by Hugh Gilmore

As they grew up, I advised my two sons that there are two things needed for a happy life: a love relationship and work that satisfies. I failed to warn them, however, that these two blessings can sometimes clash.

This memory returned after reading John Kaag’s newest book, “Hiking with Nietzsche” (2018). Kaag is a philosophy professor at The University of Massachusetts Lowell, and young and dedicated enough to try to live by the philosophical principles he professes. His first book, “American Philosophy: A Love Story,” was my personal choice as Book of the Year in 2017. (If you can’t get that column online, I’ll send a Word file to you – just write.)

In “AP: A Love Story,” Kaag pursued the pioneering American philosopher William James, who asked, “Is life worth living?” And if so, what kind of life made it worth living? While he studied and sort of stalked James, Kaag was a transcendentalist. And a hiker. And camper. And given to fits of Spartan-like self-denial and stamina in pursuit of his goals.

Oh, and single. More or less. He was estranged from his wife after years of mutual dislike. While on a self-started project trying to save an abandoned library of rare philosophy books, he enlisted a colleague to help him. A female colleague. She too was recently emerging from a rotting marital cocoon. She was a lot of help to him. Alone in the woods. Lots of camping out. You get it?

Except that he’s a romantic, existential quester. And she’s all method. That is, she’s a Kantian (his word). A scholar of Immanuel Kant, she’s unlike him: She’s clear, logical and self-assured. She has methods for deriving her decisions and reasons for living by them. As a quester, he believes there’s a means by which one can stress the body and mind to achieve a mental/moral/physical state that is receptive to wisdom, like the holy men of old. He seeks a state where there is no conflict between his divided selves. His approach requires study, physical hardship, self-denial and isolation from the herd of humanity.

“Hiking…” begins with the couple married and parents of a 3-year old daughter, Becca. They both have jobs as philosophers. They have each other. They have their little darling.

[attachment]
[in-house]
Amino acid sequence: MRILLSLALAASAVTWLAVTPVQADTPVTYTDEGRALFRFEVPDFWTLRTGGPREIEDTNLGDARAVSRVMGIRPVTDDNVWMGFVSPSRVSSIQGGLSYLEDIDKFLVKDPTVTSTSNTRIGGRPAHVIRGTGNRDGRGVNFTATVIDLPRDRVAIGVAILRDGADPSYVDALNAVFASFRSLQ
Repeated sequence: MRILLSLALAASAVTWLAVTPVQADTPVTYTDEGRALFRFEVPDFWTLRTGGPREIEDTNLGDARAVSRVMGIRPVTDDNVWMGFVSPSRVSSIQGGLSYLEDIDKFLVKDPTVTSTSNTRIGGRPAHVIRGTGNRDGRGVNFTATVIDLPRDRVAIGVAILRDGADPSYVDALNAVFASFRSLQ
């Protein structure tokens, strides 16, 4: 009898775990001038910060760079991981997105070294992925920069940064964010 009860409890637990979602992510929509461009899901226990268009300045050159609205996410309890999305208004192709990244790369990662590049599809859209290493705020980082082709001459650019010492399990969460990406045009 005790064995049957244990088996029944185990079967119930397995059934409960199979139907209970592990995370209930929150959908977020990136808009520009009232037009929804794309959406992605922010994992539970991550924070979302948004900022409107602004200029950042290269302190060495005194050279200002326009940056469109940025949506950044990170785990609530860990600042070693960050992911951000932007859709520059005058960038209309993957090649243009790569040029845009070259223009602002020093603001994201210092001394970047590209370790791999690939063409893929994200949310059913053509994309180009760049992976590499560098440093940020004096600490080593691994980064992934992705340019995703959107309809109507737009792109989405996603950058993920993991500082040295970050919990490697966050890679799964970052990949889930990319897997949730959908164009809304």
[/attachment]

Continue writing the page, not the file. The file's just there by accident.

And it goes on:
But why is Kaag so thin? And such an insomniac? And wearing a hole in the carpet with his nervous pacing. Carol (his wife’s name when not being referred to as “The Kantian”) suggests they take a family trip to the Alps. Thereby he can retrace the steps he took at 19, and single, when, Nietzsche books in hand, he followed the trail of the great Romantic/Mystical master. That trip, made in his youth, was stimulating, but left him unfilled. Parts of it he yearned to return to, as he needed to finish what had been so long left undone.

So they go. Yes, the family will go. Not to seek the Holy Wise Hermit on the mountain – Mom and Becca are bringing the Holy Wise Man – Daddy John – along. Once settled in Switzerland, Kaag will finally be let off leash to run up into the mountain passes, retracing Nietzsche’s old paths, (and Kaag’s too) as he seeks to finish his personal assimilation of Nietzsche. And lay his own past self to rest.

The book is highly entertaining, stimulating, thought-provoking and informative – if you can be a good, strong and patient reader while you walk along with Kaag. (It’s not an easy hike.) At many points, he’ll stop and point to a rocky crag and tell you what Nietzsche said and thought there. Same, too, with other sites and other philosophers, poets, artists, musicians (Wagner was his guru for a while) and novelists. Especially Herman Hesse (“Steppenwolf,” “Siddhartha”).

On this family “vacation,” John deliberately starves himself. He comes close to a nervous breakdown, goes off his mood meds, almost submits to his own desire to die or at least play with death – all to get into a mental state that allows him feel the words of the man he wants to doppelgänger.

He gets some of what he’s after, but along the way he steps in sheep manure, slips, falls, gets cut and passes out several times. Worst of all, one day he promised the family he’d be back from his Nietzsche hike just after lunch … a dangerous thing to do when you’re trying scramble up the Alps seeking enlightenment. He found an overhanging ledge and cave he remembered from his youth and lay there in a light drizzle, the gorgeous alpine scenery below, and succumbed to his need to ponder and dream – at last. Ahhhh.

Only the sun had set by the time he emerged from his reverie. He’d missed lunch. And dinner! Ah, but he had such insights and messages to tell. He stumbled down the mountain in the dark and found his way home. Family. Home! Home. Family! At last!

“‘Where the f#$! have you been?’ said the Kantian.” Not waiting for an answer, she handled Baby Becca over to the Philosopher of the Mountains and left the room to tend to her own work.

“Papa, I have to pee,” said the Philosopher’s Daughter.

I shifted the time sequence of Becca’s plea, but remained true to the story. Herr Nietzsche, by the way, never married.